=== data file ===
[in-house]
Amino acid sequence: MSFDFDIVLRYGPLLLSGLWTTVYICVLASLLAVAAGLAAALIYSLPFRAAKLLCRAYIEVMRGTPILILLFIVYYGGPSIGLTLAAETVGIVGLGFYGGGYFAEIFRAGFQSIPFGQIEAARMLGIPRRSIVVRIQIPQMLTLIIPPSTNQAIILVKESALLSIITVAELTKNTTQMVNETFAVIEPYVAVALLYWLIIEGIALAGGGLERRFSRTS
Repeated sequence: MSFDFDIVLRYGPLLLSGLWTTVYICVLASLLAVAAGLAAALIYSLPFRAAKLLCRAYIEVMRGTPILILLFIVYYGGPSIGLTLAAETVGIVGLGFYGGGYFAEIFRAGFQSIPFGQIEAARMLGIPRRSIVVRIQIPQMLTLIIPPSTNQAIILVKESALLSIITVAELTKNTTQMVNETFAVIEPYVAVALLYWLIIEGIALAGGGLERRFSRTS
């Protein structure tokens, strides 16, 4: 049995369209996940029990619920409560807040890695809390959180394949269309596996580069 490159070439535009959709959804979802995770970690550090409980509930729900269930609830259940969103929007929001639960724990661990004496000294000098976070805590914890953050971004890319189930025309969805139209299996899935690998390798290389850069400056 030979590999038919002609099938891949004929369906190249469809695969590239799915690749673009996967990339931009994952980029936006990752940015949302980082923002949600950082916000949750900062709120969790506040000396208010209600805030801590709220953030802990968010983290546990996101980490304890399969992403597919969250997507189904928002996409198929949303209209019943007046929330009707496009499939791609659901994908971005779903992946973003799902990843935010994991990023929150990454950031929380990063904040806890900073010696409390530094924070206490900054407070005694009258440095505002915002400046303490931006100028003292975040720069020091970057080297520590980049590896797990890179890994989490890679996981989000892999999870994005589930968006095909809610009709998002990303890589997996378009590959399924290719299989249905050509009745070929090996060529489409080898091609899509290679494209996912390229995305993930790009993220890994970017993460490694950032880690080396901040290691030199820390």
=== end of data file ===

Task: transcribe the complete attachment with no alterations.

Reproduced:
[in-house]
Amino acid sequence: MSFDFDIVLRYGPLLLSGLWTTVYICVLASLLAVAAGLAAALIYSLPFRAAKLLCRAYIEVMRGTPILILLFIVYYGGPSIGLTLAAETVGIVGLGFYGGGYFAEIFRAGFQSIPFGQIEAARMLGIPRRSIVVRIQIPQMLTLIIPPSTNQAIILVKESALLSIITVAELTKNTTQMVNETFAVIEPYVAVALLYWLIIEGIALAGGGLERRFSRTS
Repeated sequence: MSFDFDIVLRYGPLLLSGLWTTVYICVLASLLAVAAGLAAALIYSLPFRAAKLLCRAYIEVMRGTPILILLFIVYYGGPSIGLTLAAETVGIVGLGFYGGGYFAEIFRAGFQSIPFGQIEAARMLGIPRRSIVVRIQIPQMLTLIIPPSTNQAIILVKESALLSIITVAELTKNTTQMVNETFAVIEPYVAVALLYWLIIEGIALAGGGLERRFSRTS
């Protein structure tokens, strides 16, 4: 049995369209996940029990619920409560807040890695809390959180394949269309596996580069 490159070439535009959709959804979802995770970690550090409980509930729900269930609830259940969103929007929001639960724990661990004496000294000098976070805590914890953050971004890319189930025309969805139209299996899935690998390798290389850069400056 030979590999038919002609099938891949004929369906190249469809695969590239799915690749673009996967990339931009994952980029936006990752940015949302980082923002949600950082916000949750900062709120969790506040000396208010209600805030801590709220953030802990968010983290546990996101980490304890399969992403597919969250997507189904928002996409198929949303209209019943007046929330009707496009499939791609659901994908971005779903992946973003799902990843935010994991990023929150990454950031929380990063904040806890900073010696409390530094924070206490900054407070005694009258440095505002915002400046303490931006100028003292975040720069020091970057080297520590980049590896797990890179890994989490890679996981989000892999999870994005589930968006095909809610009709998002990303890589997996378009590959399924290719299989249905050509009745070929090996060529489409080898091609899509290679494209996912390229995305993930790009993220890994970017993460490694950032880690080396901040290691030199820390």